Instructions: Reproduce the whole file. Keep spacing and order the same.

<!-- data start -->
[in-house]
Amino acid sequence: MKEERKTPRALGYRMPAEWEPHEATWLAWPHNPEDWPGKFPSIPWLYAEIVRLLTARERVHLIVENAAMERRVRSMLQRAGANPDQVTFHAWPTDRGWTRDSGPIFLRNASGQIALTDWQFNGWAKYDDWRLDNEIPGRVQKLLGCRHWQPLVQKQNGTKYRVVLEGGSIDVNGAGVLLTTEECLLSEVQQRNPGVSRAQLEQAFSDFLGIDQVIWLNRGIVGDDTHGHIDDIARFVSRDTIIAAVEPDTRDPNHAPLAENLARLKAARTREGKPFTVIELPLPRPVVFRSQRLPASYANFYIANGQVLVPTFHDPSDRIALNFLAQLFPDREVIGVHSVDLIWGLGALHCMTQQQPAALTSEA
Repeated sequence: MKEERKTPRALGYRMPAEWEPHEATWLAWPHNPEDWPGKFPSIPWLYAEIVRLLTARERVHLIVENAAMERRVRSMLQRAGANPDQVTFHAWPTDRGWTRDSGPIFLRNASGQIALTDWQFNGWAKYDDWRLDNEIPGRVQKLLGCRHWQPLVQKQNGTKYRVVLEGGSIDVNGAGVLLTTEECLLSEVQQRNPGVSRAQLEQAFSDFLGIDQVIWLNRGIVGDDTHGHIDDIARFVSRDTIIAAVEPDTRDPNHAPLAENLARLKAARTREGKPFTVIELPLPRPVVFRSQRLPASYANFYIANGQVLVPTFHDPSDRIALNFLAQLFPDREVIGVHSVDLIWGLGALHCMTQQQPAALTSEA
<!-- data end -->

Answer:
[in-house]
Amino acid sequence: MKEERKTPRALGYRMPAEWEPHEATWLAWPHNPEDWPGKFPSIPWLYAEIVRLLTARERVHLIVENAAMERRVRSMLQRAGANPDQVTFHAWPTDRGWTRDSGPIFLRNASGQIALTDWQFNGWAKYDDWRLDNEIPGRVQKLLGCRHWQPLVQKQNGTKYRVVLEGGSIDVNGAGVLLTTEECLLSEVQQRNPGVSRAQLEQAFSDFLGIDQVIWLNRGIVGDDTHGHIDDIARFVSRDTIIAAVEPDTRDPNHAPLAENLARLKAARTREGKPFTVIELPLPRPVVFRSQRLPASYANFYIANGQVLVPTFHDPSDRIALNFLAQLFPDREVIGVHSVDLIWGLGALHCMTQQQPAALTSEA
Repeated sequence: MKEERKTPRALGYRMPAEWEPHEATWLAWPHNPEDWPGKFPSIPWLYAEIVRLLTARERVHLIVENAAMERRVRSMLQRAGANPDQVTFHAWPTDRGWTRDSGPIFLRNASGQIALTDWQFNGWAKYDDWRLDNEIPGRVQKLLGCRHWQPLVQKQNGTKYRVVLEGGSIDVNGAGVLLTTEECLLSEVQQRNPGVSRAQLEQAFSDFLGIDQVIWLNRGIVGDDTHGHIDDIARFVSRDTIIAAVEPDTRDPNHAPLAENLARLKAARTREGKPFTVIELPLPRPVVFRSQRLPASYANFYIANGQVLVPTFHDPSDRIALNFLAQLFPDREVIGVHSVDLIWGLGALHCMTQQQPAALTSEA